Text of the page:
Juan Antolínez de Burgos

Juan Antolínez de Burgos (1561–1644) was a Spanish historian and writer. He wrote Historia de Valladolid.

Juan Antolínez de Burgos was born in 1561, the year of the Great Fire of Valladolid. Little is known about his personal life. He may have been brother of Justin Antolínez of Burgos, vicar general and vicar official archbishopric of Granada in 1594. He studied at the University of Valladolid, where he obtained a degree in law. He worked as a lawyer in the Royal Chancery of Valladolid and in 1613 was appointed alderman of the city, taking office on January 2, 1616.[1]

In 1644, at the age of eighty-three, he finished a manuscript called A History of Valladolid, which is preserved in the National Library of Spain in Madrid. In 1759 this work was expanded and consolidated by Ventura Pérez in his History of the most noble and loyal city of Valladolid, collected from several authors, in two manuscript volumes which are still unpublished. (Ventura Perez enriched the work, adding illustrations on the covers of many interesting buildings in Valladolid; these drawings have been of great help to art historians of the twentieth and twenty-first centuries.)

Antolínez's manuscript belonged to Rafael de Floranes, who marked heavily in the margins and added pages and even entire sheets. This copy went to the library of the Duke of Osuna and from there to the National Library under the symbol Mn. 284.

The work describes extensively the churches, convents, chapels, tombs, inscriptions and coats of arms of Valladolid; describing the facts and events that each has witnessed, even including anecdotes, ghost stories, miracles and legends. It also includes effigies of saints, religious and secular traditions, reports of important people and their motives. It deals extensively with the church of Santa Maria Magdalena, which was reconstructed in part by Petro de la Gasca, winner of the rebellion of Peru, who is also buried in the church. It also explores the Church of Saint Mary the Ancient and the magnificent convent of San Francisco. It does not cover many public buildings or private residences, though it occasionally references the palaces of the Admirals of Castile, the Constables, the Ansúrez, and other famous people.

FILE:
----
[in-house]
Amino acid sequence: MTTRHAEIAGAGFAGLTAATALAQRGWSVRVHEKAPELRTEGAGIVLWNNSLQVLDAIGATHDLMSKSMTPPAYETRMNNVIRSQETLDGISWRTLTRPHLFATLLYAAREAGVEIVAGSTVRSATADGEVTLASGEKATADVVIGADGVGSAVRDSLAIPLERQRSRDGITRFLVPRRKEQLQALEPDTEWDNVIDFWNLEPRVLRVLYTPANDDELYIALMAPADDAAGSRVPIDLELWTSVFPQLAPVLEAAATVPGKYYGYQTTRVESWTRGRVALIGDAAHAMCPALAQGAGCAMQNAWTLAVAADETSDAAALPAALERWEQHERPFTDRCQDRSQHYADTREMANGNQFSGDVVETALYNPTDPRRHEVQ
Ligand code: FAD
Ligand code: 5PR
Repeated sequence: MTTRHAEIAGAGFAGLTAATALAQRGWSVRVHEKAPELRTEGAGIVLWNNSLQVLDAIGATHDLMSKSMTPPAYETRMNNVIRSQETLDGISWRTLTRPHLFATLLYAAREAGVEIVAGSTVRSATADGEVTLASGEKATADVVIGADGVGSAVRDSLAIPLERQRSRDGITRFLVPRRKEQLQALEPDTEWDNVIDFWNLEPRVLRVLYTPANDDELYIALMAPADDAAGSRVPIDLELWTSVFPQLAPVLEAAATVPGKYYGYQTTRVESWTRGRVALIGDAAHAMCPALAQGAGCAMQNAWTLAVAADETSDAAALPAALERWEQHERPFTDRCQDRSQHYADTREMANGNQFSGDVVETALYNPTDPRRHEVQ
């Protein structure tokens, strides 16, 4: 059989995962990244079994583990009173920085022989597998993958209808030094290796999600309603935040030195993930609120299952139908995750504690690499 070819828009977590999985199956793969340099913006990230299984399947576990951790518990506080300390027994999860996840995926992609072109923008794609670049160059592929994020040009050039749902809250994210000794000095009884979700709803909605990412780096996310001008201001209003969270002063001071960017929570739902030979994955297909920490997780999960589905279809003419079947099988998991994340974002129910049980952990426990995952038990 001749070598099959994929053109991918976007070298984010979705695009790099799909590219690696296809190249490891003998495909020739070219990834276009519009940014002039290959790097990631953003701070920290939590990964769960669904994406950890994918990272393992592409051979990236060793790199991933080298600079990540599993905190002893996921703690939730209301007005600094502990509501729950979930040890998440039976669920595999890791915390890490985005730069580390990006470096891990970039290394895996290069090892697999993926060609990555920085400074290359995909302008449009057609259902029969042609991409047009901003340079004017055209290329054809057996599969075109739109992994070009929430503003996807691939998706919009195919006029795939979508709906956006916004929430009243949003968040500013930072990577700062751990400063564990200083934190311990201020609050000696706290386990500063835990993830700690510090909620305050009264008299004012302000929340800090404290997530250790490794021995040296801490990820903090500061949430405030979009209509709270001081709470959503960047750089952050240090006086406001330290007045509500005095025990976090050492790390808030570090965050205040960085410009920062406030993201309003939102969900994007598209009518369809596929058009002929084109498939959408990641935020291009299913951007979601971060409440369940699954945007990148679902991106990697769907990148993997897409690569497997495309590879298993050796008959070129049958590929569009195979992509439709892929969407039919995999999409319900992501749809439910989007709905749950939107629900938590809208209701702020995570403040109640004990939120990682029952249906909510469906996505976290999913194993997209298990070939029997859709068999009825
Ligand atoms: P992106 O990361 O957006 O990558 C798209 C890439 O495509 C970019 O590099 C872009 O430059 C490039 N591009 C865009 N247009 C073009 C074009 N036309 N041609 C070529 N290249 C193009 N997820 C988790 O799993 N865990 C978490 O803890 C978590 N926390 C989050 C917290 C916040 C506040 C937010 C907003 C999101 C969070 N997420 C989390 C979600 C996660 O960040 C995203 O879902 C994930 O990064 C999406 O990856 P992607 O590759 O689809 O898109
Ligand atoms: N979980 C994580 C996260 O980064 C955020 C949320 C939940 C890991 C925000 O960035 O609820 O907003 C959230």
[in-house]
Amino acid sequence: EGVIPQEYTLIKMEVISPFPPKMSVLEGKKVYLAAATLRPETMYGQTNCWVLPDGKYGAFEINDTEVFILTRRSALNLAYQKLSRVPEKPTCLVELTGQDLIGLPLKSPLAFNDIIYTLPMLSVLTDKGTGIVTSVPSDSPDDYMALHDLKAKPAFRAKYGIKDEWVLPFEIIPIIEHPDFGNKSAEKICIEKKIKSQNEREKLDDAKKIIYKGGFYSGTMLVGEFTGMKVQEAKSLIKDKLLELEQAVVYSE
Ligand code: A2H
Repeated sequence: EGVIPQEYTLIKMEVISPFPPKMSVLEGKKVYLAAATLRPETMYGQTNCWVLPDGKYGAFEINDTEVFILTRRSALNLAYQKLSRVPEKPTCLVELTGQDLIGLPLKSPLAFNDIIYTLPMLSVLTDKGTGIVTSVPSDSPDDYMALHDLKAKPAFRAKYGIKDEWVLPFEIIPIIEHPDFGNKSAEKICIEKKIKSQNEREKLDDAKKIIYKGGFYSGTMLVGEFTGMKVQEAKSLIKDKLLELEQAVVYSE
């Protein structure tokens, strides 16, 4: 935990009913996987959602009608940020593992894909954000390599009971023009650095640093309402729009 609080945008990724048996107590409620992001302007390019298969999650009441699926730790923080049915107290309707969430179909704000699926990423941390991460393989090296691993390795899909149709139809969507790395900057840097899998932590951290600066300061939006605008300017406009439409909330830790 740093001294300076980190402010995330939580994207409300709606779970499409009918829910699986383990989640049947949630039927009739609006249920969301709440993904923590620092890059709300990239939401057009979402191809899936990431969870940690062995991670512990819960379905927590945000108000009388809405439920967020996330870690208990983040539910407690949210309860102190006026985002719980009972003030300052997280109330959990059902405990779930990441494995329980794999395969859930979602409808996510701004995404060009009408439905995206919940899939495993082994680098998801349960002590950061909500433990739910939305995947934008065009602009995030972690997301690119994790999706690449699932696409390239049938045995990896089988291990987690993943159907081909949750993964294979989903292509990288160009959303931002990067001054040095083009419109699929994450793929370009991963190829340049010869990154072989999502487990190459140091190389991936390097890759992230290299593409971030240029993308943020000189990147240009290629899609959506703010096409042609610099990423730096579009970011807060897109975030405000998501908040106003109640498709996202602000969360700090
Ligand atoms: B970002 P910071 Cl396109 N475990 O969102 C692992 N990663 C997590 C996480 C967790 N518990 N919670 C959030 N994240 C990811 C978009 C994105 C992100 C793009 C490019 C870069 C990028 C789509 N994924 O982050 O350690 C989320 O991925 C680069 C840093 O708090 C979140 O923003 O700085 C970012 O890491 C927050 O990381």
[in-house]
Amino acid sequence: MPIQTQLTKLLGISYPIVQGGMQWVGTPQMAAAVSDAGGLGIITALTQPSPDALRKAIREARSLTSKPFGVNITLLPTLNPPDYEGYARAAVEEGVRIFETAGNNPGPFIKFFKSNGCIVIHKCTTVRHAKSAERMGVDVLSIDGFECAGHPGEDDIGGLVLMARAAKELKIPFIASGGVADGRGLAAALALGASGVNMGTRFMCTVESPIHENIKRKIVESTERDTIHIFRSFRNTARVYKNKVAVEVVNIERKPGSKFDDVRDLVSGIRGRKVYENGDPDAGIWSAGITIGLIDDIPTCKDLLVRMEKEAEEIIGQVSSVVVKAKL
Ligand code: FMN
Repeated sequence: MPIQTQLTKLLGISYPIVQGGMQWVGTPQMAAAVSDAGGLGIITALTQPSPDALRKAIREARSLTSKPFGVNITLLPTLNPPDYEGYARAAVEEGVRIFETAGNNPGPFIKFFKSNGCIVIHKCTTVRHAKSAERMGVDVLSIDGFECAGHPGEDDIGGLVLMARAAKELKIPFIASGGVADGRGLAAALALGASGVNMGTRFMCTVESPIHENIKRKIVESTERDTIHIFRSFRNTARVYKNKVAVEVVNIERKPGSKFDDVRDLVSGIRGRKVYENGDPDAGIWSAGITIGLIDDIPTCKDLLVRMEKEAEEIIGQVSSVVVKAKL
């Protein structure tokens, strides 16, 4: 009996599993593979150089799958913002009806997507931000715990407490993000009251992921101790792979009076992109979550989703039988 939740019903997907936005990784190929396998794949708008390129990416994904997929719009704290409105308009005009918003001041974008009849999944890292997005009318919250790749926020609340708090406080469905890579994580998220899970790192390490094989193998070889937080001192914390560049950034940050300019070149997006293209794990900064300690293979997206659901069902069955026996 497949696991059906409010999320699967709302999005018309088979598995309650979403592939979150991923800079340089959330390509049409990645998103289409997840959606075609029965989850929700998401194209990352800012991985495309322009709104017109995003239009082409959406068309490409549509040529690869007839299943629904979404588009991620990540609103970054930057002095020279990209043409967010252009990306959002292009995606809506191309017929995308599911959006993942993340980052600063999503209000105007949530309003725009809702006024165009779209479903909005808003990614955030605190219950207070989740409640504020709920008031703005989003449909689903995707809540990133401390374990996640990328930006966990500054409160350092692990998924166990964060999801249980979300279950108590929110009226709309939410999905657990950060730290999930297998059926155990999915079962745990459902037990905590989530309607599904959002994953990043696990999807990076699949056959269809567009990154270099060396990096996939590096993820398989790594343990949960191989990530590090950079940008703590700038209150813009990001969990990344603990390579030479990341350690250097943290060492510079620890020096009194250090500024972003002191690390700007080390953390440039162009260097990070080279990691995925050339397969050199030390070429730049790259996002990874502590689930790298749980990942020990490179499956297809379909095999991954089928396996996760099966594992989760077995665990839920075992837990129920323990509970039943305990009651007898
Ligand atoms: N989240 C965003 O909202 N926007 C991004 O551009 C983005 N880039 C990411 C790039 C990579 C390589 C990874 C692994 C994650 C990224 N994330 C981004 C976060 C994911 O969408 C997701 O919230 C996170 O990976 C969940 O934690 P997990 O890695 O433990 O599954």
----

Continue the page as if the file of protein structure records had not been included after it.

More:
The work was edited with notes and corrections in the nineteenth century by J. Ortega and Rubio (Valladolid: Imp and National Bookstore and Foreign Rodriguez Sons, 1887). A modern edition has also been published (Valladolid: Pinciano Group – Provincial Savings Bank, 1989).

NotesEdit

  1. ^ Alcocer y Martínez, Mariano (1924). Anales Universitarios: Historia de la Universidad de Valladolid. 5. Valladolid: Imprenta Castellana. p. 160.